The Russell lab focuses on discovering the mechanisms underlying autophagy regulation in normal and pathological tissues. The autophagy pathway is the primary catabolic process in the cell, maintaining the integrity of organelles and the proteome. Additionally, autophagy promotes survival in response to depletion of cellular nutrients, DNA damage and hypoxia (low oxygen). Dysregulation of autophagy has been observed in several diseases including; cancer, Crohn’s disease and neurodegeneration
Research in the last decades clearly demonstrated that inter-organ communication is of great importance in the pathophysiology of many diseases. It is now recognized that skeletal muscles secrete cytokines named myokines that can impact on the function of distant tissues both positively and negatively. The research conducted in Dr. Aguer's laboratory focuses on how factors secreted by skeletal muscles during contraction impact cardiometabolic health with a focus on chronic diseases linked to increased inflammation (insulin resistance, type 2 diabetes, depression, etc.). The scope of her research is aimed at determining the impact of alteration in the muscle secretome, which may be induced by exercise, important chronic diseases linked to increased inflammation and environmental pollutants.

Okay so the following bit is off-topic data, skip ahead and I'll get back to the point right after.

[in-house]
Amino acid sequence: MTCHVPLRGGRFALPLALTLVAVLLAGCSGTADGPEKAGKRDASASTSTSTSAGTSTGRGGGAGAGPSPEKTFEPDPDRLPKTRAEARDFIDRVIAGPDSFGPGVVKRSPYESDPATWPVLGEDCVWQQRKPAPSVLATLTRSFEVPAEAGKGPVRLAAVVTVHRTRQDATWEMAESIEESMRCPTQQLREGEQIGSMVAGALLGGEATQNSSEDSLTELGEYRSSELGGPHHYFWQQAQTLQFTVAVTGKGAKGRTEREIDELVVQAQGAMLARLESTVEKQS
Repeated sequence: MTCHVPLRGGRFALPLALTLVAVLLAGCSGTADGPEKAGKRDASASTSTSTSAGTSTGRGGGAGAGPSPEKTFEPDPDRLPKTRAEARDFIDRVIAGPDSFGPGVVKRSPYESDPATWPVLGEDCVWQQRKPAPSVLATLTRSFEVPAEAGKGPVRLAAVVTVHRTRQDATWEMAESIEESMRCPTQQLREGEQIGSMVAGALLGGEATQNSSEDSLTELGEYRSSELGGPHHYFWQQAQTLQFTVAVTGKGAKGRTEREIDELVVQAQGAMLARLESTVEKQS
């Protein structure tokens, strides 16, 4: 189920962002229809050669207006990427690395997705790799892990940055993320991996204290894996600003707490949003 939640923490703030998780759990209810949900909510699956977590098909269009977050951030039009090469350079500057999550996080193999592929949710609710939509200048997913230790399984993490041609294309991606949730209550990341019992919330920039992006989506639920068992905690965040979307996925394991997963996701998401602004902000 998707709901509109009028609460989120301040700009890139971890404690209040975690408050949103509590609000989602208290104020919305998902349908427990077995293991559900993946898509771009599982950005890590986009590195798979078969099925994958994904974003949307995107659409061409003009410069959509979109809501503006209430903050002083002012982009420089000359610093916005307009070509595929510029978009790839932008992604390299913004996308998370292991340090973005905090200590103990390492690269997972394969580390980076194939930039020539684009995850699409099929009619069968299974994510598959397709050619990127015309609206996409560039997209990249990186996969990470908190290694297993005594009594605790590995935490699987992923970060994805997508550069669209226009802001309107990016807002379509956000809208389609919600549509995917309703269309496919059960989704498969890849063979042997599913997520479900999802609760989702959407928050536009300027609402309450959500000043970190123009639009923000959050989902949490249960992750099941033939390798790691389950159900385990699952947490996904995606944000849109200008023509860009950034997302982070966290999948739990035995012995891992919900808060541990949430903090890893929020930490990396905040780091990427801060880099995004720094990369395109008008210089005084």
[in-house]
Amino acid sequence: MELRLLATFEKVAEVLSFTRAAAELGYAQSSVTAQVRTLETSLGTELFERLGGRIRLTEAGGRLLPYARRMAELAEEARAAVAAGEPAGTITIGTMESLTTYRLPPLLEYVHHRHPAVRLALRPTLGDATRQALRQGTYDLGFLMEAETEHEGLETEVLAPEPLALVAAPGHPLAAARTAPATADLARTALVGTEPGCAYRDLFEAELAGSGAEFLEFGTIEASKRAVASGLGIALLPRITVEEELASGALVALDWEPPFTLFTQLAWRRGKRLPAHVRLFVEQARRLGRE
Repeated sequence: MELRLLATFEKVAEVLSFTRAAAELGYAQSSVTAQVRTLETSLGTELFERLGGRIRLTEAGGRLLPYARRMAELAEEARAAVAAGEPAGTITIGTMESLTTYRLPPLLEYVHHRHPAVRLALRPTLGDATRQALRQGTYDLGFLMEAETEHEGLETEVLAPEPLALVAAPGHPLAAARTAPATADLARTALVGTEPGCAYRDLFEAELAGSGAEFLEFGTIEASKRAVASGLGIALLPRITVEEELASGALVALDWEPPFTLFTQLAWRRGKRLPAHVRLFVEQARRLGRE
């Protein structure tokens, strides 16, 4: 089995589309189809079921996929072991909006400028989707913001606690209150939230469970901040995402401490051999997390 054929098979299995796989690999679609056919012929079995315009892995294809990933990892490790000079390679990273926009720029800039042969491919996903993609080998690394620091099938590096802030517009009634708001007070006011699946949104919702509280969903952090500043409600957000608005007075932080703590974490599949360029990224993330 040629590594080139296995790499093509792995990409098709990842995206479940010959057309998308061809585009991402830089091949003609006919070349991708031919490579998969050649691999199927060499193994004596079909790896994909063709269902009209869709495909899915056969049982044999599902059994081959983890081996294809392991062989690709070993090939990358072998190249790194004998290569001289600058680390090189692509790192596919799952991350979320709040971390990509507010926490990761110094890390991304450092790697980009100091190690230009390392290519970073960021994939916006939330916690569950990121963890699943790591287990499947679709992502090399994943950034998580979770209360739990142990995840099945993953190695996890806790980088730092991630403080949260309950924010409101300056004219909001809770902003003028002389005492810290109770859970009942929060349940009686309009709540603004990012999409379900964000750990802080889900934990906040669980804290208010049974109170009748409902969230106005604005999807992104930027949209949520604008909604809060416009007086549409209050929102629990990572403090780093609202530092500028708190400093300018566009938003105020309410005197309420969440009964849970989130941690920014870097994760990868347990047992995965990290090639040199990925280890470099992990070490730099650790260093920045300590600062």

Dr. Rayner’s research program focuses on how microRNAs control multiple aspects of the risk factors that drive both atherosclerosis and obesity, namely inflammation dysregulated energy metabolism, and how microRNAs may be used as therapeutics in the future to treat these cardiometabolic diseases.